I’m attracted to SOMA’s stories, and the neighborhood’s successful fight to preserve a sense of community – for the people who remain amidst urban renewal and massive new development, as well as for the people forced to move away who return for celebrations, a sense of community and belonging.

How has the community evolved over time?

The story of SOMA is the immigrant and working class story of San Francisco. Unless you were Native Ohlone or Miwok, you were a newcomer. So, SOMA represents a beautiful microcosm of the San Francisco that was, and the city we hope it can be again. Before mid-century redevelopment, it was a place where generations of people could find work, raise families and build their American dream, whatever their origin. SOMA is about interwoven narratives of memory and loss, history, hope, a new home. Her story lives in the mix of cultures and strong communities, of urban renewal, pressure, resistance, displacement, erasure, and finally, rebirth.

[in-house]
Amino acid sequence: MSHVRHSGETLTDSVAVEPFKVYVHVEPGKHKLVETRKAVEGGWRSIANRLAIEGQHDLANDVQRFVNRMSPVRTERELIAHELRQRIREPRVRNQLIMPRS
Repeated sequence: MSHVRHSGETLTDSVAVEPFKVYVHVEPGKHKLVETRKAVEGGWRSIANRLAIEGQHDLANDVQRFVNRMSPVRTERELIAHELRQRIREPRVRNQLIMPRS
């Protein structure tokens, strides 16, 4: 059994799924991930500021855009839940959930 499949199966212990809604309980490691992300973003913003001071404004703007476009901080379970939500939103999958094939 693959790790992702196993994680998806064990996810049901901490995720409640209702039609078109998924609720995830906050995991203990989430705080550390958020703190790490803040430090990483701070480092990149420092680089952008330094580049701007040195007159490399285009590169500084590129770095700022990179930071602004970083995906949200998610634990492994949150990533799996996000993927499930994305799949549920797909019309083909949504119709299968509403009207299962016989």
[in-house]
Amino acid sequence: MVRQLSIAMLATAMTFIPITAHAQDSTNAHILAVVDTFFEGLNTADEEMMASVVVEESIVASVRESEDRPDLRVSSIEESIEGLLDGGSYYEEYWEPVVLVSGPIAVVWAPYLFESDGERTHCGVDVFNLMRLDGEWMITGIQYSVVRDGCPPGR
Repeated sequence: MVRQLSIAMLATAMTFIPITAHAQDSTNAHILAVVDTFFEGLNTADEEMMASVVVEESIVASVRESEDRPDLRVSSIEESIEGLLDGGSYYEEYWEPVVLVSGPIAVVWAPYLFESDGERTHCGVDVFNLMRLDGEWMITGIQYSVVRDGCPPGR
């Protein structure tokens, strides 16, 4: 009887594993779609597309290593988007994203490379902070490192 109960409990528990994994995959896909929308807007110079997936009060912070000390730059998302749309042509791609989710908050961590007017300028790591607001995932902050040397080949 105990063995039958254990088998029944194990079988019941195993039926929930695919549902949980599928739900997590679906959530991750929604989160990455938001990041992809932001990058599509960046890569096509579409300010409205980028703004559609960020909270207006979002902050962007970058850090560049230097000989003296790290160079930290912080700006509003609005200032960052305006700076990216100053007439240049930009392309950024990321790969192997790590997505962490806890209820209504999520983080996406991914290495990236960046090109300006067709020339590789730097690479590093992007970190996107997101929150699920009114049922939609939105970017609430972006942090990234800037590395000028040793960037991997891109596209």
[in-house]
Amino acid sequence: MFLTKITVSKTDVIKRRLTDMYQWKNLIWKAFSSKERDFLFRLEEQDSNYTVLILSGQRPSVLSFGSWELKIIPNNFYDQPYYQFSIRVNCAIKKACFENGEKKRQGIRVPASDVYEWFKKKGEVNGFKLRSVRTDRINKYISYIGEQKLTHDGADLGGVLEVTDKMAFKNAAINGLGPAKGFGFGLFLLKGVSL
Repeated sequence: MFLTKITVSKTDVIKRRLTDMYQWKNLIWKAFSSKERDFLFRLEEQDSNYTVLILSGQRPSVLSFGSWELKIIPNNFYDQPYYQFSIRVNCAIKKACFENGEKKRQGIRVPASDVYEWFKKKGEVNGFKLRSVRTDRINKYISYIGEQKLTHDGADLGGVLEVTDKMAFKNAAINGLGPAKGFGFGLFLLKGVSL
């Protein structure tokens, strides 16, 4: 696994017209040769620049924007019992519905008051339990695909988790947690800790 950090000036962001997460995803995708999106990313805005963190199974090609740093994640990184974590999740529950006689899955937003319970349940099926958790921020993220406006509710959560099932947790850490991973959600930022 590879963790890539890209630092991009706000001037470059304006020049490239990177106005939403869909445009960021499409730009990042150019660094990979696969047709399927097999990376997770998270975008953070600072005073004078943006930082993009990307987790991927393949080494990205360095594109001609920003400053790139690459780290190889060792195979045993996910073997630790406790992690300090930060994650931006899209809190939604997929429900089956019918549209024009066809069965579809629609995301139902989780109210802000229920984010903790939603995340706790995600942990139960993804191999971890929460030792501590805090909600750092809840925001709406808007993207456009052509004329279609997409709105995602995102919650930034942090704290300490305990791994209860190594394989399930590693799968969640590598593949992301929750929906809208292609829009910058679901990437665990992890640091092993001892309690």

SOMA was a place for the working class and the newly arrived. Before the economy shifted from light industry to finance, big tourism and tech, SOMA housed thriving families and workers in a strong labor town. It also attracted merchant marines, longshoremen, and elderly agricultural workers in residence hotels such as the Delta and the International Hotel in adjacent Manilatown.

Many in the hotels were single men and the elderly. For them, SOMA was a place of solidarity and conversation, where you could eat, shop, get your hair cut and your clothes cleaned. They lived in a community where people knew you and could help. They were not isolated.